History of Japanese Animation:part one
In Europe, Emile Reynaud and others were making animation as a result of research of the "movie" before inventing a movie. The same trials as its were performed also in our country. For example, they are KAGEE, NOZOKIE, SOUMATOU and UTSUSHIE, etc. Especially UTSUSHI was widely loved by peoples Edo in the city as a feature of the variety halls. The effect of motion and picture of UTSUSHIE, it was comparable to the experiment of Reynaud's. UTSUSHIE was also a non-movie as the Reynaud's was a non-movie. Birth of the true animation in our country had to wait for the appearance of the so-called "DEKOBOUSIINGACHOU" series which compiled the works of J.R.Bray, Raul Barre and others.
It is influenced by the animations of the foreign countries released one after another, a cartoonist Outen Shimokawa would begin making animation in 1917. By the method of drawing on a blackboard with chalk at first, after this method went wrong, the blank paper which printed the background was used. The film done using the method of smearing away the place where a background overlaps a person with white paints was "IMOKAWA MUKUZOU:GENKANBAN NO MAKI(Doorkeeper)" (17). It is said that this is the first animation in our country.
In a same year, a cartoonist Jun-iti Kouuchi has released "HANAHEKONAI MEITOU NO MAKI(The Fine Sword)"(17) and also Seitarou Kitayama(titler of the major movie campany NIKKATSU) has released "SARUKANI GASSENN(Battle of Apes and Crabs)"(17). It seems that Kouuchi's film obtained the best evaluation in three, and it is said that Kitayama was contained in work from the previous year. So, probably, it should consider as the pioneer of the animation of our country with three persons of SHIMOKAWA and KOUUCHI and KITAYAMA.
Simokawa and Kouuchi will stop manufacture of animation only by making several works after the first trial.(However, Kouuchi returns by political-animation "NINKI NO SHOUTEN NI TATERU GOTO SHINPEI(Shinpei Goto who stands to popular focus)" (24)).(Goto was mayor of Tokyo.)
Though a title is written, Kitayama continues work of animation energetically, becomes independent of Nikkatsu and will found the KITAYAMA EIGA SEISAKUJO(Kitayama Movie Factory) which is the first animation studio in Japan in 1921.
In this studio, films for teaching materials, such as "KIATU TO MIZUAGEPONNPU(Atomospheric pressure and suction pump) "(21) ,"SHOKUBUTU SEIRI;SEISHOKU NO MAKI(Plant Physiology:Story of Reproduction)"(22), are also made with the amusement works(For example, "USAGI TO KAME(Rabbit and Tortoise)"(24)). The type of the animation maker of our country which parallel manufacture of an amusement work and an educational work is formed here.
People who should follow pioneers, such as Sanae (Zenjirou) Yamamoto and Hakuzan Kimura, have joined this studio. It is from these men's works that we can see. However, the work of this time of these peoples were not clear though regrettable compared with what were made in the United States at the same time.
For exsample, Kimurs's "Shiobara Tasuke"(25). With the work which removed the human-nature story-side from the familiar talk of ENCHOU(the greatest RAKUGO writer and performer. RAKUGO is Japanese comical talking live show by one person)and pushed out the teachings target extensively, it cannot be said as an interesting work. Also the motion of animation was the grade which moves barely. If charm is found out forcibly, it would just call it the background by drawing of the simple taste in which a certain kind of nostalgia is given.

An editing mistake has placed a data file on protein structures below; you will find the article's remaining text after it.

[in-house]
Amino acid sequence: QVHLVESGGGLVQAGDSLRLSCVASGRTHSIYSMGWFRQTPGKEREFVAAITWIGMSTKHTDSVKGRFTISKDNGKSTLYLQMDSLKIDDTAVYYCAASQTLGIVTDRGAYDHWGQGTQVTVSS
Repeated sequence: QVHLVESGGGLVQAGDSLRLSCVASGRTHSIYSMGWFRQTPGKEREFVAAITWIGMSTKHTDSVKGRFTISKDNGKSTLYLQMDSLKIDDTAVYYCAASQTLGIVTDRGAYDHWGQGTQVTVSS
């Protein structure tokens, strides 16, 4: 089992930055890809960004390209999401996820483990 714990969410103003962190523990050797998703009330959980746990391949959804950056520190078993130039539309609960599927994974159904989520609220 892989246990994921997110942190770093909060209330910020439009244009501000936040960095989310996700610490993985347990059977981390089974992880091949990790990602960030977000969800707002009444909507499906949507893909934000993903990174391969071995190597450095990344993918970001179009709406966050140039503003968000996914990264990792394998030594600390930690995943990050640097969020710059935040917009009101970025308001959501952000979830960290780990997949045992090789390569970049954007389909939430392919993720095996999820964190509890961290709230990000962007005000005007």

Or Sanae Yamamoto's "NIPPON-ITI NO MOMOTAROU(Momotarou is the No.1 of Japan)" (28). This also only transposed the old tale to animation faithfully, and it does not attract the interest except saying that the picture-book of KOUDANNSHA (The biggest Japanese publisher) moved. Probably, up to this time, the "fact" that making animation was performed also in our country will be important.

Thursday, January 18, 2007

The 21st century

A major change has took place in 1999 both in mainland China and Taiwan when the Internet has open major opportunities for animators, artists all over the country to work together in animation. In China, the first change is the emergence of Flash animation and Flash artists. FlashEmpire (閃客帝國) become the first Macromedia Flash community in China to formulate a weekly ranking system (爬行榜) with functionalities such as receiving score, votes, and comments from each viewers. It become so popular that by the beginning of the year 2000 it had 10,000 visitors visit the site daily with more than 5,000 individual works published. However, most of the works are amateurish. Among the amateurs, Bai Ding's No View Below 18 (少兒不宜), intending to show audience a picture of a nude woman but ending up showing a picture of a dog, become the typical work of this period. A real trend of change started in August, 2000 when Lao Jiang (老蔣) published the world's longest and first full vector graphic animated MTV in Flash using the pop star Cui Jian's A New March in The 25,000 Li (新長征路上的搖滾). This work received more than 10 million hits up to date. Since its release, animated MTV in China took a new direction. Many successful artists started to produced MTV in flash.

By 2001, Xiao Xiao (小小) Kung Fu stick figures (小小作品系列) not only become the most popular animated shorts in China, but overseas as well. His total work received more than 50 million hits up to date, making his the most known flash artist in China and in the world. By year 2002, flash artists in China is moving toward a more artistic direction. The work of Buhua's (卜樺) Cat (貓) used painting like style and mentioned about a story of a baby cat and his mother's suffering. In addition, labix's (蠟筆X) works have become one of the best fairy tale styles flash history. By 2003, new studios such as B&T, Snailcn, and Sinodoor formed and has become the first private, non-state owned animation companies in mainland China. Moreover, several novels based on animation and comics way of story-telling have been proposed to be transformed into animation. These works included Guo Jing Ming (郭敬明)'s Phantom Castle (幻城) and Xuan Yu (玄雨)'s Legend of a Small Soldier (小兵傳奇).